Customers Don't Really Care About SaaS

It wasn’t that long ago that just describing your application as a "software-as-a-service (SaaS),"  or saying that it ran “in the cloud” was enough to get attention.

Companies like salesforce.com and a few other pioneers could differentiate themselves largely by saying they weren’t traditional on-premises software.  'Why buy applications built on old technology when you can buy solutions built on new technology?'

Not anymore.

SaaS just isn't so new and different anymore.  In almost any market these days, people are well-aware of SaaS, and they have a decent choice of cloud-based solutions for HR, CRM, ERP and a whole range of other acronymed applications. 

"SaaS" doesn't make you different anymore

If your goal as a marketer is to differentiate yourself, simply highlighting the fact that your solution is "SaaS,""runs in the cloud" or is “web-based”  really doesn’t do much for you anymore. 

In your marketing messages, there’s no point in putting your “SaaS-ness” or “cloudiness (?)” front & center anymore.  

For customers, it’s just not the most important thing.

Instead, focus on what customers really care about.  Explain what SaaS really means for them:

  • They can deploy the solution quickly without adding lots of new hardware
  • They can access the application from any device connected to the internet
  • They can rely on regular updates
  • They can avoid a large up-front license fee
  • They can let experts worry about uptime and security.

SaaS buyers aren't techies

Highlighting benefits, not the technology itself, is an especially good idea for most prospective SaaS solution buyers.  Usually they're professionals in HR, sales, marketing, or finance.  They're not technologists. 

Of course they care about security, access, performance and other benefits that depend on the platform.  And sometimes a SaaS primer can help. (Call me if you need help with a primer.)  But most SaaS solutions are not a technical sell.

Talk so the customer will listen

Of course you’re proud of the solution you’ve built and how you’ve built it, and you'd love to tell everybody about your clever technology.

But if you want to get the attention of prospective customers, don’t talk about what you want to say.  Talk about what your customers want to hear.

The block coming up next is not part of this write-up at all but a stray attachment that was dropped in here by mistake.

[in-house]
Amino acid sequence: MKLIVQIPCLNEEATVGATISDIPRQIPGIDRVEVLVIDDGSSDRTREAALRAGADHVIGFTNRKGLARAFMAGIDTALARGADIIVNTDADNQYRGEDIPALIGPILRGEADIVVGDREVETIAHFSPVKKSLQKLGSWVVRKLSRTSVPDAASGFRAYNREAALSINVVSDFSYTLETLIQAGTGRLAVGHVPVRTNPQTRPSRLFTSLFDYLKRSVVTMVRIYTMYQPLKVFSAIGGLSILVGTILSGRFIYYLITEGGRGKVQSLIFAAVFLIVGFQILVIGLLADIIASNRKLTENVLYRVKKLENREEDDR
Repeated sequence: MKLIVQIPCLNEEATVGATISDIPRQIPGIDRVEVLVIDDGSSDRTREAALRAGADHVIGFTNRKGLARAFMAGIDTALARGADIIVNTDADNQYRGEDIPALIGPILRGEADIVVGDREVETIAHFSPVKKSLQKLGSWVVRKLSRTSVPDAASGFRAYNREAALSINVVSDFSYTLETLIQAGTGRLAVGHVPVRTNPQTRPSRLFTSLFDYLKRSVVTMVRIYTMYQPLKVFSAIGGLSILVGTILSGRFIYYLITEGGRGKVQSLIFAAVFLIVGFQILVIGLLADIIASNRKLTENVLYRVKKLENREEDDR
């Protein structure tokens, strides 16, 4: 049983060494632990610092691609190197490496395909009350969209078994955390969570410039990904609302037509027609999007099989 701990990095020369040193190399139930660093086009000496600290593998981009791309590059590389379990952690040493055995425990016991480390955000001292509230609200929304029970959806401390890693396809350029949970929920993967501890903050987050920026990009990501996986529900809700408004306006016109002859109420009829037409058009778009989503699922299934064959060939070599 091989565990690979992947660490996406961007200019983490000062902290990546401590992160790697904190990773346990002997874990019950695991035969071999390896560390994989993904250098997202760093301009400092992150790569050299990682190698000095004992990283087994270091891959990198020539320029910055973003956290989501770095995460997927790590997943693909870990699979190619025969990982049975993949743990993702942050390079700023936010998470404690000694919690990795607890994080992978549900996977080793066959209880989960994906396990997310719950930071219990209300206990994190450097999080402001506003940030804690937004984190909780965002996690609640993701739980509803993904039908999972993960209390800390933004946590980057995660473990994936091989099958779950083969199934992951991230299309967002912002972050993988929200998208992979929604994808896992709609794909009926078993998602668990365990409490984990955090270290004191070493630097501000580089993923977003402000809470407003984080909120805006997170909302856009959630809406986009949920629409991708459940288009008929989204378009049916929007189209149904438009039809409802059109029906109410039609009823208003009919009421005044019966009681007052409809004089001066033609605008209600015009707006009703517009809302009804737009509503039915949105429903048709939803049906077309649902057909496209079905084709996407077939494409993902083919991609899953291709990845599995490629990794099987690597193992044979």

Explaing SaaS and the Cloud on TV

Microsoft is running an ad on television that I think may be trying to demonstrate the value of software-as-a-service (SaaS) and cloud computing.

It shows a mother who's having a problem composing a family photograph. To cut and paste different images into the photo, a la Photoshop, she appeals for help "to the cloud."

Huh?

You know the story of the blind men, each touching a different part of an elephant. One touches the leg and insists it's a tree. Another one touches the tail and claims it's a rope. A third one touches the elephant's trunk and is convinced it's a snake, and so on.

If we added the woman from the Microsoft "cloud" ad into this story, she'd be touching a discarded peanut shell that the elephant dropped a long way back on the trail. In other words, not even close.

It's sometimes difficult to explain SaaS and the cloud. One of the challenges confronting SaaS marketers is to educate all the buyers in the decision making process about this new mode of computing. Education is essential to winning the prospective customer's trust, and winning their trust is essential to winning their business.

In this effort to educate prospective buyers, the Microsoft "to the cloud"/photo-editing/discarded peanut shell TV ad doesn't really help. Sorry.

"It's bigger than the application"

A different ad running on television is actually more helpful to SaaS marketers... and it doesn't involve SaaS, the cloud, or even technology. It's from Starbucks.

The ad shows the process of creating a single cup of coffee for an individual customer, all the way from the plantation to the cup labeled with the customer's name, "Sue."


It closes with the tag-line: "You and Starbucks: It's bigger than coffee."

The message here: Starbucks is not just about the coffee. It's about the entire experience. They're marketing a relationship with the customer that goes beyond the product. In fact, they've even gone so far as to remove the word "coffee" from their logo.

That's a useful lesson for SaaS marketers. When it's done well, SaaS is marketed as more than just the application. It's about the entire customer experience: it's easy to purchase and deploy, simple to use, and painless to upgrade and maintain.

In addition to the features and functions, SaaS is about a commitment to deliver an increasingly useful solution reliably and securely over the life of the subscription.

It's bigger than the application.


Creative Commons License

This work by Peter Cohen, SaaS Marketing Strategy Advisors is licensed under a Creative Commons Attribution 3.0 Unported License.